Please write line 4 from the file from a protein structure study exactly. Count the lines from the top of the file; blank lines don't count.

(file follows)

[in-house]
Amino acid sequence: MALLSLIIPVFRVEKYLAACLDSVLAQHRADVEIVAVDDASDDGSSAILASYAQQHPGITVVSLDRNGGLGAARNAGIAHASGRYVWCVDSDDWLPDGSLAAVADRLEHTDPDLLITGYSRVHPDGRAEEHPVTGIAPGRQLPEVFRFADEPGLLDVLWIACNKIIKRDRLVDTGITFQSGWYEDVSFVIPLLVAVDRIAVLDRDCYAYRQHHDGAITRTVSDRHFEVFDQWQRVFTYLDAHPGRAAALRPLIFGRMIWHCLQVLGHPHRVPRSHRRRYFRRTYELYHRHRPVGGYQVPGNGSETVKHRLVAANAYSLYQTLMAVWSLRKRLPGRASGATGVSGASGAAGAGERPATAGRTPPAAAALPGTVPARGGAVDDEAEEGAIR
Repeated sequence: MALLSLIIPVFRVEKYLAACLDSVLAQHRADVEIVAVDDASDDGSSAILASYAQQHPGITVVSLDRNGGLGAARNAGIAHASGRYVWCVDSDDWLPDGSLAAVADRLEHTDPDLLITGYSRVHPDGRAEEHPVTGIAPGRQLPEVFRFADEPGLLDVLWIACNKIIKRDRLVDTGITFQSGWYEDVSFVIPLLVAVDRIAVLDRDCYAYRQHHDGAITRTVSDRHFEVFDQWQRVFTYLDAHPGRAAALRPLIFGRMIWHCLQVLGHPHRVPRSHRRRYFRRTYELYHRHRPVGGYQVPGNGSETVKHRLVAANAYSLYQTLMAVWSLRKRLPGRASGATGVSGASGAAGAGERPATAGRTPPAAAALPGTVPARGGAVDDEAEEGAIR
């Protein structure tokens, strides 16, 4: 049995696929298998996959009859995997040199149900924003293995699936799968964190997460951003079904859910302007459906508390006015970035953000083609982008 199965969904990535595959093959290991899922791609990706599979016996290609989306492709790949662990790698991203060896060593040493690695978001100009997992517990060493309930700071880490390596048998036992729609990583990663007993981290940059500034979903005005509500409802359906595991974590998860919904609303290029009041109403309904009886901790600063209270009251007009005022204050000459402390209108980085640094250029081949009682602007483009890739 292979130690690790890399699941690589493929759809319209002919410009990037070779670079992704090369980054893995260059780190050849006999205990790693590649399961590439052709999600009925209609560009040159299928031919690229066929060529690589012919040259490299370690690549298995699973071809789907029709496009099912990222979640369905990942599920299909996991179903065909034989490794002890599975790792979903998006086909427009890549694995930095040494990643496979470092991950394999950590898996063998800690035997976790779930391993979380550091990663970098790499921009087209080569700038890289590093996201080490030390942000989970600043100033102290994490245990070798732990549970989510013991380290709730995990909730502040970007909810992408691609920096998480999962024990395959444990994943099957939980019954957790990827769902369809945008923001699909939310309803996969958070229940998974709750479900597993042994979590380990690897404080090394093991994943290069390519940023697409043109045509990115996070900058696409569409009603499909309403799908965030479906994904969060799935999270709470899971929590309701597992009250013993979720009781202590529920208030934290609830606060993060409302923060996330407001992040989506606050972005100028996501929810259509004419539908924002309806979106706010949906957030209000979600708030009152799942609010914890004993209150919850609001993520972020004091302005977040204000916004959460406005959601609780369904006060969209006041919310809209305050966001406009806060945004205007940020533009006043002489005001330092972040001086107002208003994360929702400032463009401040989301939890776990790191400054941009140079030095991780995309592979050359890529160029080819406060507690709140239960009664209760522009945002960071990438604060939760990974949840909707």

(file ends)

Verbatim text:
């Protein structure tokens, strides 16, 4: 049995696929298998996959009859995997040199149900924003293995699936799968964190997460951003079904859910302007459906508390006015970035953000083609982008 199965969904990535595959093959290991899922791609990706599979016996290609989306492709790949662990790698991203060896060593040493690695978001100009997992517990060493309930700071880490390596048998036992729609990583990663007993981290940059500034979903005005509500409802359906595991974590998860919904609303290029009041109403309904009886901790600063209270009251007009005022204050000459402390209108980085640094250029081949009682602007483009890739 292979130690690790890399699941690589493929759809319209002919410009990037070779670079992704090369980054893995260059780190050849006999205990790693590649399961590439052709999600009925209609560009040159299928031919690229066929060529690589012919040259490299370690690549298995699973071809789907029709496009099912990222979640369905990942599920299909996991179903065909034989490794002890599975790792979903998006086909427009890549694995930095040494990643496979470092991950394999950590898996063998800690035997976790779930391993979380550091990663970098790499921009087209080569700038890289590093996201080490030390942000989970600043100033102290994490245990070798732990549970989510013991380290709730995990909730502040970007909810992408691609920096998480999962024990395959444990994943099957939980019954957790990827769902369809945008923001699909939310309803996969958070229940998974709750479900597993042994979590380990690897404080090394093991994943290069390519940023697409043109045509990115996070900058696409569409009603499909309403799908965030479906994904969060799935999270709470899971929590309701597992009250013993979720009781202590529920208030934290609830606060993060409302923060996330407001992040989506606050972005100028996501929810259509004419539908924002309806979106706010949906957030209000979600708030009152799942609010914890004993209150919850609001993520972020004091302005977040204000916004959460406005959601609780369904006060969209006041919310809209305050966001406009806060945004205007940020533009006043002489005001330092972040001086107002208003994360929702400032463009401040989301939890776990790191400054941009140079030095991780995309592979050359890529160029080819406060507690709140239960009664209760522009945002960071990438604060939760990974949840909707």